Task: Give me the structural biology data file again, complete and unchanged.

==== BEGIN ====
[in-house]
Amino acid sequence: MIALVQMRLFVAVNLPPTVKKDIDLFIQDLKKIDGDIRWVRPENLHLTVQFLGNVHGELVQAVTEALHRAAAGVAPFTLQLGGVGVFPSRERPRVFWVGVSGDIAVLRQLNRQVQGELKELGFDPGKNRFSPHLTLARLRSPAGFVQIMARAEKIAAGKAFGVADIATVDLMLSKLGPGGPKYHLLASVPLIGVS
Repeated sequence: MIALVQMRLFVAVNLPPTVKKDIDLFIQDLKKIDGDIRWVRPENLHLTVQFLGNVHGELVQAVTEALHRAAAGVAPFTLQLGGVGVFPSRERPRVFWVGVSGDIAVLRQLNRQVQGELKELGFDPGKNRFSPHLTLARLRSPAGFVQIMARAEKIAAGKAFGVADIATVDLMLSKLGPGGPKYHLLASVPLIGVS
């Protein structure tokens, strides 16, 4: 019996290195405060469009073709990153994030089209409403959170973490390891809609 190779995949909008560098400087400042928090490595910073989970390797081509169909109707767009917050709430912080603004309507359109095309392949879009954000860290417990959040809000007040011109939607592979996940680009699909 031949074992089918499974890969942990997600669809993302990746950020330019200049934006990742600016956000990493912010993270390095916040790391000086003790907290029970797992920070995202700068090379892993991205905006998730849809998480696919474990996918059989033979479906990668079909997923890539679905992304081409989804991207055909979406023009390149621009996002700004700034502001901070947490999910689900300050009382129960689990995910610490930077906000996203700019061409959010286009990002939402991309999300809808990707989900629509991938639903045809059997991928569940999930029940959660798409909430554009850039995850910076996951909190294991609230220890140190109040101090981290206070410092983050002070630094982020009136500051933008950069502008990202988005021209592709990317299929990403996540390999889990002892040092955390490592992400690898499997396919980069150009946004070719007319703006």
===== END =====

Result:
[in-house]
Amino acid sequence: MIALVQMRLFVAVNLPPTVKKDIDLFIQDLKKIDGDIRWVRPENLHLTVQFLGNVHGELVQAVTEALHRAAAGVAPFTLQLGGVGVFPSRERPRVFWVGVSGDIAVLRQLNRQVQGELKELGFDPGKNRFSPHLTLARLRSPAGFVQIMARAEKIAAGKAFGVADIATVDLMLSKLGPGGPKYHLLASVPLIGVS
Repeated sequence: MIALVQMRLFVAVNLPPTVKKDIDLFIQDLKKIDGDIRWVRPENLHLTVQFLGNVHGELVQAVTEALHRAAAGVAPFTLQLGGVGVFPSRERPRVFWVGVSGDIAVLRQLNRQVQGELKELGFDPGKNRFSPHLTLARLRSPAGFVQIMARAEKIAAGKAFGVADIATVDLMLSKLGPGGPKYHLLASVPLIGVS
């Protein structure tokens, strides 16, 4: 019996290195405060469009073709990153994030089209409403959170973490390891809609 190779995949909008560098400087400042928090490595910073989970390797081509169909109707767009917050709430912080603004309507359109095309392949879009954000860290417990959040809000007040011109939607592979996940680009699909 031949074992089918499974890969942990997600669809993302990746950020330019200049934006990742600016956000990493912010993270390095916040790391000086003790907290029970797992920070995202700068090379892993991205905006998730849809998480696919474990996918059989033979479906990668079909997923890539679905992304081409989804991207055909979406023009390149621009996002700004700034502001901070947490999910689900300050009382129960689990995910610490930077906000996203700019061409959010286009990002939402991309999300809808990707989900629509991938639903045809059997991928569940999930029940959660798409909430554009850039995850910076996951909190294991609230220890140190109040101090981290206070410092983050002070630094982020009136500051933008950069502008990202988005021209592709990317299929990403996540390999889990002892040092955390490592992400690898499997396919980069150009946004070719007319703006």